Figure 7 illustrates the impact of the main drivers of household energy consumption. Between 2000 and 2019, the household consumption has decreased by 8.5 Mtoe. Increases in housing stock and more consuming lifestyles (more appliances and larger homes) have contributed to an increase in consumption of 72.5 Mtoe. Energy savings have more than offset this increase by reducing consumption by 86.5 Mtoe. The warmer climate in 2019 further reduced consumption by 2 Mtoe.

Figure 7: Drivers of household energy consumption at EU level

Drivers of household energy consumption at EU level

Source: Odyssee

A further analysis of the decomposition of effects can be done by looking at the average annual effects (climate corrected for heating) for each period (Figure 8). The household energy consumption (climate corrected) decreases of about 0.7 Mtoe/year for 2000-2014 and increased of about 0.7 Mtoe/year after. These trends can be explained by the combination of contrasting trends on each effect:

  • Mean annual energy savings drop from 5 Mtoe/year before 2014 to 3 Mtoe/year after, which confirms the slowdown in energy savings discussed above.
  • Among the activity effects, which tend to increase energy consumption, some of them decrease after 2014, such as “more dwellings” or “larger homes”, while the “more appliances” effect slightly increases. The overall evolution of these 3 non-behavioural effects is downwards, as they increased energy consumption on average by 2.5 Mtoe/year before 2014 and by 1.8Mtoe/year after.
  • The "other" effects, which essentially include behavioural effects, contribute to the increase in consumption after 2014. These rebound effects, or effect related to consumer’s tendency to consume more energy due to economic benefit from efficiency improvement. These effects can be of several types, e.g., direct (increase in consumption of heating energy because of better insulated homes or more efficient heating systems), energy market related (energy consumption increases as fuel costs decreases, as it has been the case in Ireland after 2014)6.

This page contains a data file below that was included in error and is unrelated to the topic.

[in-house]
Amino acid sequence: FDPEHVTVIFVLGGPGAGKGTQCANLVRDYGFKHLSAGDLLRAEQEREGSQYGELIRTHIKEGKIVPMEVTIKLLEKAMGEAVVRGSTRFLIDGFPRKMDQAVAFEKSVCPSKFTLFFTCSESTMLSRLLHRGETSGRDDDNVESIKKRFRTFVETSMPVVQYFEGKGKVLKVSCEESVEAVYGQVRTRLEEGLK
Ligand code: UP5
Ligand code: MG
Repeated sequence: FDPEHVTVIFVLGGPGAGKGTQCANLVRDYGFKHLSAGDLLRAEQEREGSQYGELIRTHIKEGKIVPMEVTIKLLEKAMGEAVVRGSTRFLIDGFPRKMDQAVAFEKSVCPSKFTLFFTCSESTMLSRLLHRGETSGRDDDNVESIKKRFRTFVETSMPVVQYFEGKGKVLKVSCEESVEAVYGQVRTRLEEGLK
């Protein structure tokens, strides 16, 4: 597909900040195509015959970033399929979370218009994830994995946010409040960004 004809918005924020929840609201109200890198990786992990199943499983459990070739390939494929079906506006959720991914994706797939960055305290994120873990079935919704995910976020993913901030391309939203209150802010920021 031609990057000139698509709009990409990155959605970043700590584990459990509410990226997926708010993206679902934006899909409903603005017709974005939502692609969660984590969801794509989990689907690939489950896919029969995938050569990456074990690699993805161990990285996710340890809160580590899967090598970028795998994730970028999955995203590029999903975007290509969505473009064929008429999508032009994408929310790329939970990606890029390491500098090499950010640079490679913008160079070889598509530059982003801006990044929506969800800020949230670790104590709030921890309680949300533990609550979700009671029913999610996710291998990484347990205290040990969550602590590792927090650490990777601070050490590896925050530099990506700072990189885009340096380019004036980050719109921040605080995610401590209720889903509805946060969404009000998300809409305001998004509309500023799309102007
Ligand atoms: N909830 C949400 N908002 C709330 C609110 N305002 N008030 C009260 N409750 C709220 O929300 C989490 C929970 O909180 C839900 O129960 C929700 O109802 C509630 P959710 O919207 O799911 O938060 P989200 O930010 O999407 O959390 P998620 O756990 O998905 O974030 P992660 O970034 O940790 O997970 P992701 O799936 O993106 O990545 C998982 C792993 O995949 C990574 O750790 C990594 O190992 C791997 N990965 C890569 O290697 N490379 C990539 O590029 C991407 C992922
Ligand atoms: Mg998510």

Figure 8: Trends of the drivers of household energy consumption at EU level for various periods

Trends of the drivers of household energy consumption

Source: Odyssee


Our analysis of energy consumption trends in the building sector based on data from the Odyssee project highlights a break in the trend after 2014 linked to two phenomena: the slowdown in energy efficiency progress after 2014 and the growing importance of behavioural effects in energy consumption.

This work confirms the importance of monitoring and exploiting energy data at fine levels of detail in order to better understand the energy behaviour of household sector. However, despite the abundance of data available, and identified explanatory factors (decreasing share of new housing, retrofit practices, heating systems of energy poor households, rebound effect...) we note that it is still difficult to provide detailed explanations of the identified phenomena. Efforts still need to be made to collect technical and activity data, in particular on the quality and volume of renovations in each country, as well as data on the behaviour of households (use of technical and control systems; perception of comfort; influence of energy prices on behaviour, etc.)


  1. ODEX Indicators Definition
  2. Heating, water heating, cooking, cooling, lighting, refrigerators, freezers, washing machines, dishwashers, dryer and TVs
  3. For example, in France 35% of the renovation works between 2014 and 2016 were over one aspect only. More details in the Enquête Tremi report (ADEME, 2017)
  4. See the Energy Efficiency Directive 2012/27/EU. A deep renovation is a “refurbishment that reduces both the delivered and the final energy consumption of a building by a significant percentage compared with the pre-renovation levels, leading to a very high energy performance”
  5. Boosting Building Renovation: What potential and value for Europe? 2016, Directorate general for Internal Policies (European Parliament)
  6. SIEA, personal communication